Now that Columbus day is behind us and many states have open hunting seasons now, the number of anglers on the river should drop off, allowing ample opportunity to have some prime water to yourself.  Take advantage of the 'extended salmon run' and come on up.

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Wednesday, October 7, 2020

Salmon River news and update

 The gauge at Pineville is 216 CFS at a release of 185 CFS.  We are still dealing with low water conditions and there is no measurable rainfall forecast with in the next week.  If you remember back to October 1, 2010 the Salmon River hit a historical flow at over 20,000 CFS.  It's hard to imagine that but when I think back to that day it't kind of crazy.  

Pineville boat launch at 20,000 cfs.


Short Bridge at downtown Pulaski in 20,000 cfs.


Since then we have had 3 seasons, including this one,  were we have had to deal with low water conditions.  Not being able to work out of a boat as a guide presents some challenges.  One is that you are limited to river access.  With the boat I am able to float from Pineville to 2A and have many opportunities to fish areas that receive little to no pressure, even in the peak of the salmon run.  Now I am limited to areas I can walk into and sometimes that is limited by the physical ability of my clients to cover ground, most are out of shape and lack the endurance to walk great distances.  I remember times 25-30 years ago when, do to low water conditions and we could not use the drift boat, we would leave a car at 2A and then drive a second car with clients to the Sportsman's Pool and make the 'death march' down to our waiting car at 2A.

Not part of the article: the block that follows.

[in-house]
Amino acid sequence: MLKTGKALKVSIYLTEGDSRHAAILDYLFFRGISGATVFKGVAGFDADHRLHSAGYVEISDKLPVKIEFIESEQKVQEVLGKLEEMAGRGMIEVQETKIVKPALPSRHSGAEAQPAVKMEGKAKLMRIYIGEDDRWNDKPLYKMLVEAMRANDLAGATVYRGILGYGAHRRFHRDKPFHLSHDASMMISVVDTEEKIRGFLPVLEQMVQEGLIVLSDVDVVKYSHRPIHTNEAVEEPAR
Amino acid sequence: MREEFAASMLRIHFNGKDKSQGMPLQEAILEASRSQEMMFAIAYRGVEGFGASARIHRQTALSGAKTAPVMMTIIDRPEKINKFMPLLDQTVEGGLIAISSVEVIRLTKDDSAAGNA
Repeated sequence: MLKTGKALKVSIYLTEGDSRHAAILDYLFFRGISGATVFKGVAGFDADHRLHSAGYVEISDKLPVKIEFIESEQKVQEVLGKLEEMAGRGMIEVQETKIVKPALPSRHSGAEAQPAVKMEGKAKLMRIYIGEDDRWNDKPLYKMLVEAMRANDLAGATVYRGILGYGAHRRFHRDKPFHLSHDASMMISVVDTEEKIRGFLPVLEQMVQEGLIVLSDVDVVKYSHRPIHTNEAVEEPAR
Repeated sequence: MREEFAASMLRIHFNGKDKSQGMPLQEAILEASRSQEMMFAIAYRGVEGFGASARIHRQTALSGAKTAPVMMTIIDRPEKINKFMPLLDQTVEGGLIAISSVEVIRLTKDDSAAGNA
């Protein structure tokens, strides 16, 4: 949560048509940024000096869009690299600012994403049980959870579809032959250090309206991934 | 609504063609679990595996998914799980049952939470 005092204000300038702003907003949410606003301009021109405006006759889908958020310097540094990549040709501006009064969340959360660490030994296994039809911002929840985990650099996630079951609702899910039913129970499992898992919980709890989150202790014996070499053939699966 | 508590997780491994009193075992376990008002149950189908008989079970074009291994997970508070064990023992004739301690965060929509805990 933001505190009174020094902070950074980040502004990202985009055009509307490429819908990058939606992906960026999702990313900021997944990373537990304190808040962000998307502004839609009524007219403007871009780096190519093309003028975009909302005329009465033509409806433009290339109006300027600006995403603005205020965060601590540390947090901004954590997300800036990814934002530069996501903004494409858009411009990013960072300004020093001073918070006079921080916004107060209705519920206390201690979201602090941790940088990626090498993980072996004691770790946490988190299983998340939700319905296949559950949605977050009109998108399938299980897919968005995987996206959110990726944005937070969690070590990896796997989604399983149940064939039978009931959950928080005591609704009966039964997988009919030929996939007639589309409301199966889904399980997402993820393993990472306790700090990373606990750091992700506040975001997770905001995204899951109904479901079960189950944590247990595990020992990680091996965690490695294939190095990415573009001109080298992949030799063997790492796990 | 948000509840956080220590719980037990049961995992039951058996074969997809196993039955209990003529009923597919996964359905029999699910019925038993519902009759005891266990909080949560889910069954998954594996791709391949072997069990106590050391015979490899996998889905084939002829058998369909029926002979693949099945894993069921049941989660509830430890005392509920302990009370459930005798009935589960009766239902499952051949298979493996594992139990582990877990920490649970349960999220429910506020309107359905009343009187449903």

The second challenge is carrying enough gear in with you to take care of anything that would come up.  With the boat I have all that I would need and more.